Of all the league’s current defensive coordinators, Mark Washington is the most deserving of his first head coaching shot based on a combination of time served and success on the field. His first year in Hamilton saw the Ticats allow the fewest points in franchise history and the defence has remained outstanding, even when other units have struggled.

The problem with hiring Washington is the same that comes with all other defensive candidates. If Maciocia wishes for Thorpe to stick around, will a defensive-minded head coach be willing to run someone else’s system?

Photo courtesy: Stampeders.ca

Brent Monson, Calgary Stampeders
Current role: defensive coordinator

Another long-time Stamps’ coach who has paid his dues for 13 years, Monson stepped seamlessly into the defensive coordinator role vacated by DeVone Claybrooks in 2019 and hasn’t looked back.

The McMaster University graduate could have a slight advantage over some other defensive candidates thanks to his experience coaching the offensive side of the ball as well. People forget that it was Monson who served as running backs coach during Jon Cornish’s best years in Calgary.

Photo courtesy: Scott Grant/CFLPhotoArchive.com

Bob Dyce, Ottawa Redblacks
Current role: special teams coordinator

Hiring Bob Dyce as the next head coach of the Alouettes might elicit a collective yawn across the fanbase but it really shouldn’t. The 56-year-old consistently has one of the league’s finest special teams units and has an offensive background that will allow him to coach the whole team.

If Maciocia wants a steady hand to right Montreal’s ship, Dyce might have the steadiest around and he deserves a bigger opportunity to prove it than his 3-6 interim stint with Saskatchewan in 2015.

Photo courtesy: Scott Grant/CFLPhotoArchive.com

Mike Benevides, Ottawa Redblacks
Current role: defensive coordinator

How’s this for a fact? In his three years as head coach of the B.C. Lions, Benevides posted a 33-21 winning record and made three straight playoff appearances. Yet he still hasn’t been given another opportunity at a top job since 2014.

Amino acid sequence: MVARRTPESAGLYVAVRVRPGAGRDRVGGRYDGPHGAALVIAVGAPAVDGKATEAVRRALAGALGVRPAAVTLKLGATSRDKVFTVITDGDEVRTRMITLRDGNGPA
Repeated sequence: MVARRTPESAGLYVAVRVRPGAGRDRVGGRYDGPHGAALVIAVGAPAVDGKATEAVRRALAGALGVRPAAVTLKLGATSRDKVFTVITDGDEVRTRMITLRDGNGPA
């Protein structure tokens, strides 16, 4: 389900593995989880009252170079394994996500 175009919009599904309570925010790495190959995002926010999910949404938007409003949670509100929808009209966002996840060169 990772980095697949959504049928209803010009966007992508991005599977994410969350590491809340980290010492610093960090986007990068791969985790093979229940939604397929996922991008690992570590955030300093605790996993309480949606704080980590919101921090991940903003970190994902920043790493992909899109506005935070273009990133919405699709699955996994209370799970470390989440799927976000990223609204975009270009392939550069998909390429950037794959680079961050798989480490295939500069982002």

That’s a problem that needs to be rectified at some point and Montreal is as good a place as any.

Photo courtesy: BC Lions

Ryan Phillips, B.C. Lions
Current role: defensive coordinator

At just 39 years old, Phillips has been a revelation since he joined the B.C. Lions coaching staff in 2019. The future Hall of Fame defensive back has cultivated the most dangerous secondary in the league and he’s on a head coaching trajectory, but it’s probably a long shot to happen this coming hiring cycle.

Montreal is likely to be wary of hiring a true “players’ coach” after Khari’s struggle with discipline and hiring someone with just three seasons of experience wearing a whistle is a tough sell. If the Alouettes were comfortable with that level of inexperience, you’d have to imagine Anthony Calvillo would be rising faster in the organization.

Photo courtesy: Dominick Gravel/Montreal Alouettes

Danny Maciocia, Montreal Alouettes
Current role: general manager and interim head coach

Yes, Danny Maciocia insists that he will not be on the sideline come 2023 and that the Alouettes do not want a GM with dual titles, but does anyone really believe him?

Given how predictable the firing of Jones was, you’d think someone who really didn’t want to be head coach would’ve had a better contingency plan in place. If Maciocia sees any level of success in the role he’s once dreamed about, it may be hard to give it up.

Courtesy: AP Photo/Paul Chiasson/CP

Bonus candidate: Marc Trestman
Current role: adjunct professor, University of Miami School of Law

It’s likely a longshot that the 66-year-old Trestman would return to Canada for a third stint but he is currently without a coaching job and his willingness to comment on the league’s offseason controversies means the CFL is never far from his mind.

If Alouettes owner Gary Stern is looking to make a splash and reinvigorate the fan base, there is no easier way to do that than by bringing in a three-time Grey Cup champion who produced the team’s last dynasty.

J.C. Abbott is a University of British Columbia graduate and high school football coach. He covers the CFL, B.C. Lions, CFL Draft and the three-down league's Global initiative.